A whole list of different rules applies for bringing electronic items onto the market: The RoHS Directive (Restriction of Hazardous Substances), which serves to limit the use of certain dangerous substances, including lead, mercury, chrome, cadmium and many other substances applies for all electronic products. “The RoHS directive names around 170 dangerous substances that are relevant for us,” explained Smolarek. The international norm series IEC 62321 is the worldwide uniform standard for the physical-chemical testing procedure, which allows the concentration of certain harmful substances in electro-technical products to be determined. The Low Voltage Directive (LVD) 2014/35 EU, is obligatory for “electrical equipment designed for use with a voltage rating of between 50 and 1 000 V for alternating current and between 75 and 1 500 V for direct current”. This stipulates that electronic products have to be made in such a way that they can be connected in an orderly manner, withstand certain strains, are adequately insulated and protected against overloads. Furthermore, no temperatures, beams of light or rays are allowed to arise that could lead to risks, and people, pets and livestock have to be adequately protected against risks occurring through contact. 

Extensive testing is also required to ensure the electro-magnetic compatibility: Almost every electric or electronic device generates electro-magnetic fields and sends out or receives electro-magnetic signals. As a result, the devices can constitute among others a safety risk, for instance if they have an effect on the onboard electronics of vehicles or medical products such as pacemakers. In order to rule out such risks, the EU stipulates legal demands regarding the electro-magnetic compatibility in the form of the EMC Directive 2014/30/EU. “In the course of EMC tests, the products are subjected to different simulations and measurements in defined environments – including so-called absorber and mode-stirred chambers,” explained Smolarek. Radios as well as devices that dispose of a Bluetooth or wireless function are additionally subject to the RED (Radio Equipment Directive) 2014/53/ EU. Here, a special conformity assessment procedure as well as in some cases own tests are required.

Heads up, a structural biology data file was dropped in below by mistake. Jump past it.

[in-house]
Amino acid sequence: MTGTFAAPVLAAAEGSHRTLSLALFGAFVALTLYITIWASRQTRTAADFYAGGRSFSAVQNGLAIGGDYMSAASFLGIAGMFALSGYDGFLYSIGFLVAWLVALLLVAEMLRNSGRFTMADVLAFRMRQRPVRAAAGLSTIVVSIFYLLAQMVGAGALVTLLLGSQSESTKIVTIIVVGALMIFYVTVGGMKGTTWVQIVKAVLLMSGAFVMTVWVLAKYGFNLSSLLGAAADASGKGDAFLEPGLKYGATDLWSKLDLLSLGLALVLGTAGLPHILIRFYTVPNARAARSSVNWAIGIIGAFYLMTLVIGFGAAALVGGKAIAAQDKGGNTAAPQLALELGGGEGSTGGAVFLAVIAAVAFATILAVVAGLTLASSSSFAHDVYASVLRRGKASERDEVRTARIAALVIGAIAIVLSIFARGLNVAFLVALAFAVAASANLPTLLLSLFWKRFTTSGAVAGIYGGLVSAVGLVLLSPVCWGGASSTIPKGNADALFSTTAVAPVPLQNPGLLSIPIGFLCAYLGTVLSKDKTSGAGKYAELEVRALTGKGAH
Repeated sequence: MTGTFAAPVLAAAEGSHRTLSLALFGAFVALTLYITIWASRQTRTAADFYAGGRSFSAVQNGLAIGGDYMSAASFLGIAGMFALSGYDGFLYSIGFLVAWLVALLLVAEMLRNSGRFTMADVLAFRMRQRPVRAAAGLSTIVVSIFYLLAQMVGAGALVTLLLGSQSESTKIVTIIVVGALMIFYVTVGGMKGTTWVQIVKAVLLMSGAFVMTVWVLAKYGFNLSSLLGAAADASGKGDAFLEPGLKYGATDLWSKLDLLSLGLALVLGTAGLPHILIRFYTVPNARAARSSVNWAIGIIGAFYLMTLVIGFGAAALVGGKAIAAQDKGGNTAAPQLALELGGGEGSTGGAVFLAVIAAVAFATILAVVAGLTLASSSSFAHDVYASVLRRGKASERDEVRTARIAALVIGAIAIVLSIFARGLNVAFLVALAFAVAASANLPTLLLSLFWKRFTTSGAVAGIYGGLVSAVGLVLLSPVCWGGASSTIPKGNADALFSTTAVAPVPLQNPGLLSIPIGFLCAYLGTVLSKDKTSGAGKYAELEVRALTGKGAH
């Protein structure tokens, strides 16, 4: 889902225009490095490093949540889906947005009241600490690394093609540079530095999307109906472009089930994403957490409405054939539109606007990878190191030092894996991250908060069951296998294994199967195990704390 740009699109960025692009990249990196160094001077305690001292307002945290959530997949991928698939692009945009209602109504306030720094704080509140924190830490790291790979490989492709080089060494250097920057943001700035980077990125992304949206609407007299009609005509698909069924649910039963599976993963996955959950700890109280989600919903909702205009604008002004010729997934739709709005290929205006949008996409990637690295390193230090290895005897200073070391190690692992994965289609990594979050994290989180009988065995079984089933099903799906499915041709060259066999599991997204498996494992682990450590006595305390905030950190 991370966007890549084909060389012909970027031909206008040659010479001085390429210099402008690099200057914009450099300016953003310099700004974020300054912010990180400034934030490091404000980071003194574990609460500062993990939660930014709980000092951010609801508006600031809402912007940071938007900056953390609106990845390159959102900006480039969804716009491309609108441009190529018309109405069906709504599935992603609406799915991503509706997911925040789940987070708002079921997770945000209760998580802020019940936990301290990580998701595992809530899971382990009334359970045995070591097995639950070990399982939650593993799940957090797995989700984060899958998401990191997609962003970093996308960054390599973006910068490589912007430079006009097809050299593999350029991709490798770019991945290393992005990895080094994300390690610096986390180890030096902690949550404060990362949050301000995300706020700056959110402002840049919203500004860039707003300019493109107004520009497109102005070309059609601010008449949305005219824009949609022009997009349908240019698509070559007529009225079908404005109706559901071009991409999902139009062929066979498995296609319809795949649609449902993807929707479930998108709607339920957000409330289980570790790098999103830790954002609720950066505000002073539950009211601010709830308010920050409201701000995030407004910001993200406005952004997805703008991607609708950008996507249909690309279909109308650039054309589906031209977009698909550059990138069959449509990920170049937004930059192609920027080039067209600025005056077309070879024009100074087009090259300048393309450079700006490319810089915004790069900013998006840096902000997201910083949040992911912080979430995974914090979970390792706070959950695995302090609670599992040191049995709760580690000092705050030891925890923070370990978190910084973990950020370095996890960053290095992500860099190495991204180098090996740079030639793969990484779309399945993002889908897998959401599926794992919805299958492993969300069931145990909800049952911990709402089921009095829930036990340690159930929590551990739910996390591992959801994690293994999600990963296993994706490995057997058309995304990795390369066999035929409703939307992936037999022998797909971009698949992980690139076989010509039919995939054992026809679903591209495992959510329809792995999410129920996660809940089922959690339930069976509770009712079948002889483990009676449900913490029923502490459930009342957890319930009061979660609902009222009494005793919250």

“Finally anyone, who wants to import and sell on appliances containing lithium-ion batteries – in our industry that primarily applies for power banks – has to take special measures,” continued Smolarek. “The items require a UN transport test UN/DOT 38.3.” This encompasses eight individual tests in total: altitude simulation, a thermal test, vibration, shock, external short cut, an impact test, overcharging and forced discharging. “Good power banks are equipped with both an under and overcharging protection as well as an overvoltage protection,” explained Smolarek. “The undercharging protection prevents the battery from discharging totally, the overcharging protection guarantees that the battery is not loaded with more energy than it can store and the overvoltage protection ensures a constant output voltage so that the connected device is constantly supplied with electricity and is not damaged.” Companies that have secured the conformity of their products cannot however rely on the test result to an unlimited degree; they have to continually stay on the ball. “Product safety is an ongoing process,” according to Smolarek. “We A so-called absorber chamber, where electro-magnetic compatibility tests are carried out. regularly check the legal stipulations for further developments and changes in legislation and forward these to the testing institutes and factories. When we introduce a new product, we scrutinise it carefully beforehand, every new batch is checked and in the case of anomalies we test the products again.” Spranz confirmed: “This involves an extremely high effort, both financially and in terms of personnel, both on-site as well as in the backoffice because the guidelines and norms are continually made stricter and revised.”